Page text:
Ralston was known for their licensed cereal brands in the 1980’s and early 1990’s. If there was a property popular with children, a shopper could be pretty certain that Ralston would dump some processed nuggets in a box and slap a logo on it for a quick buck. Ralston-Purina sticks to making pet food and private label brands today. This would be an obvious place to insert a joke about Ralston making dog food as well as cereal, but I remember being particularly fond of their offerings as a kid so I will abstain from tarnishing their legacy. Instead, I will discuss one of their breakfast contributions I enjoyed the most: Batman the Cereal.
As I mentioned in my article about the Toy Biz 1989 Batman Figure, the Nicholson/Keaton film about the Caped Crusader and his evil nemesis the Joker became less a movie and more a phenomenon. Batman permeated every aspect of every day life as a 5 year old in 1989 and the breakfast table was just one of many places where Batman was enjoyed. Ralston was of course no stranger to licensed cereals and was quick to jump on the Batman bandwagon. When sleek black boxes of Batman breakfast foods started showing up on store shelves in late 1989 I was quick to ask my mom for the pleasure of trying it. In those days I was forced to embark on the grocery shopping excursions with my mother and I hated every moment of the endeavor. To placate me mom rewarded me with the cereal. My mom was always a mark for Batman anyway, becoming a fan when the 1966 TV show starring Adam West debuted on ABC (in color) so this was one fad which my mother actually approved of.
Batman cereal itself was not particularly exciting. The boxes of Ralston cereals were smaller than most competing brands, I suspect as a cost saving measure due to the price paid for the licenses. Inside were golden particles shaped like bats. The box described the cereal as having a “natural honey nut flavor”. I can’t vouch for that, but I do remember the cereal tasting almost identical to Cap’n Crunch. Not bad considering I was always a fan of the good Cap’n.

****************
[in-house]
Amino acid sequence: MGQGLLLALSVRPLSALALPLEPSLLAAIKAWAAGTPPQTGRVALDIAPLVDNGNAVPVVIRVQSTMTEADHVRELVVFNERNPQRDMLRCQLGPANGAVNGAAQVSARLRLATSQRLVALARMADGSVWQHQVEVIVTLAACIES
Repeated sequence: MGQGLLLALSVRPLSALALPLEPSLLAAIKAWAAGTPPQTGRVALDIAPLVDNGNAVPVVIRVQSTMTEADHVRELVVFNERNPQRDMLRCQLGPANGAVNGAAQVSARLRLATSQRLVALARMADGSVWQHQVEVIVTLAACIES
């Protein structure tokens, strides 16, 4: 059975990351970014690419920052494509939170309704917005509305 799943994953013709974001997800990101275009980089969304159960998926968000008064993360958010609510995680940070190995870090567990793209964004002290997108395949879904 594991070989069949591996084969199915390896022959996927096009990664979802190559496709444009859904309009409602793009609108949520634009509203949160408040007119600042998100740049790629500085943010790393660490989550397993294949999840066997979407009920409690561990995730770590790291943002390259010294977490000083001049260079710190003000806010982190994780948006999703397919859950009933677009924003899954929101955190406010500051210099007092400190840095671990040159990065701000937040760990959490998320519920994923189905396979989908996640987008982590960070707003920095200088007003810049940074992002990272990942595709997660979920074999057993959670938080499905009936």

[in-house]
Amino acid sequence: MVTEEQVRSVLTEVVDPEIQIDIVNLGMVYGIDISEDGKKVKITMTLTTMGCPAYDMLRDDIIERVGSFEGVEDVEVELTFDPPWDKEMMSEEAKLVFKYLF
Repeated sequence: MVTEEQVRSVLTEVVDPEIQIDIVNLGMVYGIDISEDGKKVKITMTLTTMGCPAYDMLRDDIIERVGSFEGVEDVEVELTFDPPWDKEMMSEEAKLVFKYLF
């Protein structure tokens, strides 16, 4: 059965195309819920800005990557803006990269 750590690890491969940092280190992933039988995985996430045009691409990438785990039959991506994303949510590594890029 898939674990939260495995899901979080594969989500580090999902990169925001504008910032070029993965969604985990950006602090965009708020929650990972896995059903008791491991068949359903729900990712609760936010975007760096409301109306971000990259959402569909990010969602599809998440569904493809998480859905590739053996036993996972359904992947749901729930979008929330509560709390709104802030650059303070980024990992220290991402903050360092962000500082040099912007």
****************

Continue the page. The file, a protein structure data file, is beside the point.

Far more memorable than the cereal itself however were the premiums. The one that caught my eye as a kid, and every other child my age as well, was the Batman coin bank. Shrink wrapped to the outside of every box was a slab of plastic resembling Michael Keaton’s masterful portrayal of the Dark Knight from Tim Burton’s famous film. The bank consisted of a figural portrayal of Batman from the waist up, with his arms folded and stickers fleshing out the details such as the utility belt, bat logo, face, and eyes. Although some of the banks had a cross-eyed appearance, the bank was an amazing cereal prize and was a required possession of all pre-school fans of the franchise. I proudly displayed mine on a bookshelf in my bedroom years after the movie had faded out of the public eye.
In addition to the bank, there was actually a bonus offer included. The back of the bank had a peel off sticker affixed to it which offered a soft glow Batman night light. For the paltry price of $3.00 shipped in the form of cash or money order one could order a night light shaped like the famous bat logo. There was no limit to the quantity ordered but the purchaser did have to wait the dreaded 4 to 6 weeks for delivery. I never sent away for the night light as I wasn’t a pussy, but a friend of mine did get one which he excitedly plugged into his bedroom outlet.
One cereal mail away premium I did participate in was the free comics offer. Late in the life of the cereal a promotion took place which promised free comics. Just pay shipping and handling. Doesn’t that negate the “free” part? Regardless, my mom sent the form and required cash and we waited the 4 to 6 weeks to receive the exclusive 3 comic set the Untold Legend of Batman. The comics were a bit smaller than the standard size but they were well done and didn’t lack any of the expected ink or artwork of a newsstand release. At the time I didn’t understand how to read comics however and couldn’t have cared less about this series. I still own them to this day, but 25 years later have yet to explore the untold legend. Unfortunately Batman in comic form never really appealed to me. The only comic I ever got into was Spider-Man from the 60’s through the 80’s. Maybe I’ll give it another chance someday.
Eventually Batman cereal was replaced by Batman Returns but I never ate any of it. The sequel to the 1989 movie didn’t appeal to me as a kid nearly as much. By that point I had also more or less moved on from licensed cereals to eating the standard breakfast fare. In 1994 Ralston sold out their cereal division to General Mills ending an over 90 year run in the breakfast business. Although they are no longer in the game, those of us who grew up in the 80’s will look back with fondness on their sugary concoctions.